Control of the spindle was by a "third-rod" system, with the control handle pivoting from the right-hand face of the apron and so moving with it. Lifting and lowering the lever activated a 24-volt D.C. electromagnetic double-disc clutch-cum-brake unit fitted to the headstock input shaft; the braking effect was activated by selecting reverse when running forwards, the acceleration in this direction being arranged at 1 : 2 and therefore able to bring even heavy workpieces to a swift halt.
Carriage feeds could be by either a simplified feeds gearbox (listed as the Model V) or, as more commonly found on this lathe, a full screwcutting and feeds gearbox (Model G). The full gearbox provided, via a 6 mm pitch leadscrew and without the need to change or dismount any changewheels, metric threads from 0.5 to 7 mm, Whitworth from 28 to 4 t.p.i. and Diametral from 28 to 4 t.p.i. If Module pitches were required these could be obtained by the substitution of two changewheels when the range generated ran from 0.5 to 7. On both models an extra-fine feed attachment could be fitted, this consisting of a system first used in the 1800s where a dis-engagable V-belt drive from headstock to the screwcutting and feeds gearbox was fitted with the normal gear drive able to be disengaged. Amongst the various options offered was a changewheel marked to assist with the generation of multi-start threads. Instead of the traditional Norton-type sliding-selector-with-plunger-engagement of feeds and pitches, the DKZ used a combination of a dial and rotary lever - the former having three windows, one each for threads and longitudinal and traverse feeds. Turning the dial to the required pitch gave a letter reading (A, B, C, D, E and F) that allowed a ball-type control lever to be set in the correct position. In addition, a mechanism was incorporated in the drive, selected by a single lever, to give pitches up to 8 times coarser or 5 times finer than standard (the readings on the selector dial then having to be either multiplied by 8 or divided by 5). Power sliding and surfacing feed rates were arranged in what the makers described as "Normal" and "Fine" ranges, the longitudinal in the former being from 0.07 to 1.1 mm/rev and from 0.008 to 0.12 mm/rev in the latter. As expected, the cross feed was arranged with a much slower set of rates: from 0.016 to 0.22 mm/rev in "Normal" and from 0.002 to 0.024 mm/rev in "Fine". Provided with each lathe as part of the standard equipment was a set of changewheels (36t, 45t, 87t and 90t) to extend the threading and feed ranges.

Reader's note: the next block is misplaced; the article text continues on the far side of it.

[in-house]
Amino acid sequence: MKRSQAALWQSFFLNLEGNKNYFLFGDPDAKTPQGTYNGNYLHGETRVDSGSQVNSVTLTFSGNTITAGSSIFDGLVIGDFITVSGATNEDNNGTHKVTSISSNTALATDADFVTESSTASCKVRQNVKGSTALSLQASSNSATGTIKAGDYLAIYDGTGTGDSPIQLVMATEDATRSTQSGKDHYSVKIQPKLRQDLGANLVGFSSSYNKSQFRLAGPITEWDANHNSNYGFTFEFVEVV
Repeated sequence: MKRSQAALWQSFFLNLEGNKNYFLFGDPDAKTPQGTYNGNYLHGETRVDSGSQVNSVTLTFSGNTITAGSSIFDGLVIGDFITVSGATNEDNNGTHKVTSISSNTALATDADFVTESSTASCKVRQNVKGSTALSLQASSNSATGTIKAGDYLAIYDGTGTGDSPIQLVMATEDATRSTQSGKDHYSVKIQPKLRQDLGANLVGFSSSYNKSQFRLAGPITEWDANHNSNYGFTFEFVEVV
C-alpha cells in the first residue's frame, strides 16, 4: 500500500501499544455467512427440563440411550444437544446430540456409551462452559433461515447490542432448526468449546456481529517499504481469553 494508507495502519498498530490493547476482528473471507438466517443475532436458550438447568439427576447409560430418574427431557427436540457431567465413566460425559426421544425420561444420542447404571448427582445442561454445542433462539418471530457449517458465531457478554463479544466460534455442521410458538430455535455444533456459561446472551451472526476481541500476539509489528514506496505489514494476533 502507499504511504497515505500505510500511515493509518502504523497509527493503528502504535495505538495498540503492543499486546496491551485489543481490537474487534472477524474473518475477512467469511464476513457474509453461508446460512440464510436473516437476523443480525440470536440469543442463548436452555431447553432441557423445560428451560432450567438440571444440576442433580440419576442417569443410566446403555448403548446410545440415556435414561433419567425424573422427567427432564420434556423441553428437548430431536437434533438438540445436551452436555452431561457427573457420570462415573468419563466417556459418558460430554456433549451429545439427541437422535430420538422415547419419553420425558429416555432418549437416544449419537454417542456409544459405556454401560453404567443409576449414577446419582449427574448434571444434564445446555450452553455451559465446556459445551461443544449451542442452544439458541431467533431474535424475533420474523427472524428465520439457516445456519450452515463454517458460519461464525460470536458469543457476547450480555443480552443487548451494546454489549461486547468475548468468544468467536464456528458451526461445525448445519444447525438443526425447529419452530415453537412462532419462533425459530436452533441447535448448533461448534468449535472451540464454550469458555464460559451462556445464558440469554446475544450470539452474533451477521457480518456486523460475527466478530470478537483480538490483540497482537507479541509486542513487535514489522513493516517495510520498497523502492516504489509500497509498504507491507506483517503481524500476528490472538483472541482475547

With all its shafts supported at both ends, the apron was of the enclosed box type with an oil bath in its base. Selection of sliding and surfacing feeds was by a single lever with engagement - in both directions - by a second lever that controlled a built-in spur-gear mechanism. To enable turning up to a shoulder, or against a bed stop, an overload clutch was fitted with its release load adjustable from the outside.
Of conventional arrangement with decently wide, V-edged slideways, the compound slide assembly was equipped with tapered grip strips and, on the cross feed, a good-sized micrometer dial.
Able to be set over for the turning of slight tapers the front of the tailstock was canted forwards sufficient to allow the barrel to reach over the cross slide and so permit the turning of very short pieces between centres.
If you have a Liebert and Gürtler machine tool the writer would be interested to hear from you.